to have time for everything.
He doesn’t have seasons enough to have
a season for every purpose. Ecclesiastes
was wrong about that. ‘
So starts the poem “A Man in his Life" by Yehuda Amichai (1924-2000). I am inclined to believe him.
|The Seven Ages of Man - sculpture by|
Last week was an unusual one, I spent four days running exclusively in the company of people well past retirement age, both friends and strangers. Meetings of the poetry group, the German conversation group and an 88th birthday party fell on consecutive days. Topping the whole thing off was an afternoon in the waiting area of the busy Lucentis clinic, which treats eye disease.
Shrunken shanks, bellies and boobs gone south, sensible shoes and elasticated waistbands, bony, shrivelled frames as well as well-fleshed ones, spectacles, hearing aids, walking sticks, all were in evidence. Groans sitting down and getting up, a sure sign of 'getting on a bit’. I must remember to avoid that in future.
The people in the waiting area were a sad lot, uniformly grey and old and rather shabby. The threat of losing your sight is a wretched business, we know the feeling well, so I may have to forgive them their air of doom. All the same, I doubt that they have done all they want to do, seen all they want to see. Nothing to look forward to? I bet not a single one of them is ready to call it a day.
The members of the poetry and language groups certainly haven’t had season enough for every purpose. There is much left to learn, their enthusiasm for art and literature, poetry, travel and music is undimmed, their pensionable age notwithstanding. All use the internet freely, all have young families to enjoy and instruct, all follow current affairs and have well defined opinions on anything that goes on in the world.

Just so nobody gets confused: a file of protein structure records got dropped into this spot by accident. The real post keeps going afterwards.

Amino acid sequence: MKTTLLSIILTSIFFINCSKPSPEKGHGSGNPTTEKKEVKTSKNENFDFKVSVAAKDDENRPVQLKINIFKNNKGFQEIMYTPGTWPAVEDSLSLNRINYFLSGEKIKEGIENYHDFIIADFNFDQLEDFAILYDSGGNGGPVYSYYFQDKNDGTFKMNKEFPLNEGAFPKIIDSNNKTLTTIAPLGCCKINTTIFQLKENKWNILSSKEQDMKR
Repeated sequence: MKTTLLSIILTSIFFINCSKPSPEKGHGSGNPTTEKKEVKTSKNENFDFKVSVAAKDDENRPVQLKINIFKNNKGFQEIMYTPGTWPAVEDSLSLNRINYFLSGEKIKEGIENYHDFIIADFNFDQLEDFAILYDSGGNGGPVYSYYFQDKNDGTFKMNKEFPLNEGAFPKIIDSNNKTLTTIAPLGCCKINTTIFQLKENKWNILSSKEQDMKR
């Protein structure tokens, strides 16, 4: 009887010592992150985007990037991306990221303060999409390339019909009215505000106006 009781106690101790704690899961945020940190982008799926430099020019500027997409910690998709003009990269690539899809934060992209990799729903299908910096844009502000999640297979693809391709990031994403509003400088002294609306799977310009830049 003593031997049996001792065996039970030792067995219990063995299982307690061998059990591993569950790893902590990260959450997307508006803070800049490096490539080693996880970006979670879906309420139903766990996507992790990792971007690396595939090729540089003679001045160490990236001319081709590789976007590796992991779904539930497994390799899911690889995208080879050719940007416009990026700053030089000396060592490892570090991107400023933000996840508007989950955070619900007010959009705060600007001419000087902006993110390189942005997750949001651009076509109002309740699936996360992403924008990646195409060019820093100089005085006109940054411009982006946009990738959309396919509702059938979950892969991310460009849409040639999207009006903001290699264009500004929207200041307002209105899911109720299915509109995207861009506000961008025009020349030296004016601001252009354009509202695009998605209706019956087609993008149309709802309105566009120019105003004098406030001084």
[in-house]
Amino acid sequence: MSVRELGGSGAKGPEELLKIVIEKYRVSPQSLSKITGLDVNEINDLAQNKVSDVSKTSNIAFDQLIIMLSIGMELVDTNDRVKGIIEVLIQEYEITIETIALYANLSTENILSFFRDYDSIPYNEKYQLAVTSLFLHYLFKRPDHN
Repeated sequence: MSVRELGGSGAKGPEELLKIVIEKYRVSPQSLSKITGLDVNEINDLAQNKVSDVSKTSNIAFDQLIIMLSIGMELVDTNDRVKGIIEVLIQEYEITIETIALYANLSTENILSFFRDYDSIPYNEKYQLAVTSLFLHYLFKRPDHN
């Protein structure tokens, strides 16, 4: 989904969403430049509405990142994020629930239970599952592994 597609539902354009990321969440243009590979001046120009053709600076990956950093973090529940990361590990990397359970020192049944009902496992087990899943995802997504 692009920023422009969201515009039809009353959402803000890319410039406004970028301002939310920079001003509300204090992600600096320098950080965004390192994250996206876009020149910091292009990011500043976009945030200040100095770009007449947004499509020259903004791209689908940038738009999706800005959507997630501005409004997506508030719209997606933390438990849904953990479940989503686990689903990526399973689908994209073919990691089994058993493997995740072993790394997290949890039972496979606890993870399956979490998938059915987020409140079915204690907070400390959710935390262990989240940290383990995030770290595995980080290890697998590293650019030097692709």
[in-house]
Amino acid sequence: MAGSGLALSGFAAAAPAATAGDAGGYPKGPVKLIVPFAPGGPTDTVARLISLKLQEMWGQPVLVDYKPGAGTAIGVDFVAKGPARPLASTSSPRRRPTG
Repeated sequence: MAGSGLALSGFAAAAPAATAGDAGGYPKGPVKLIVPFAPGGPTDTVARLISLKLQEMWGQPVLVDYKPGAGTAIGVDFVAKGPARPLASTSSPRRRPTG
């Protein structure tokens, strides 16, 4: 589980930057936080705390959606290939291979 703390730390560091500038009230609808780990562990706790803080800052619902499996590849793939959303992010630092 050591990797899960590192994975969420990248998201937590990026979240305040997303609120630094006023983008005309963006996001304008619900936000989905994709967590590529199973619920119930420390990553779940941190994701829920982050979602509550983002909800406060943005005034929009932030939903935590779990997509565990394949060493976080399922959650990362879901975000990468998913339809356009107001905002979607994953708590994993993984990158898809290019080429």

The birthday party was probably the one with the greatest tally in years and hearing aids. If you are eighty-eight most of your friends are old. But the party spirit was undiminished; glass of wine in hand, a plate with a few small delicacies precariously balanced on a knee or a side table, the guests enjoyed themselves. Plans were made for future entertainments: “We should all chip in, then nobody has to do all the work”. Although the laughter was a bit throaty, the conversations shouted, and the anecdotes no longer fresh, the company was well and truly alive. There are seasons to come. Life is sweet. Cram in as much as you can, it’ll still be too soon when it ends, and you go to that place where there’s endless time for everything.
A man needs to love and hate at the same moment,
to laugh and cry with the same eyes,
to make love in war and war in love.
And to hate and forgive and remember and forget,
to arrange and confuse, to eat and digest
takes years and years to do.
To be honest, I prefer my company more mixed, a variety of ages; I wouldn’t be happy living in a retirement enclave. But there’s nothing wrong with old age that a curious mind, an active life and a glass of wine with a friend cannot cure.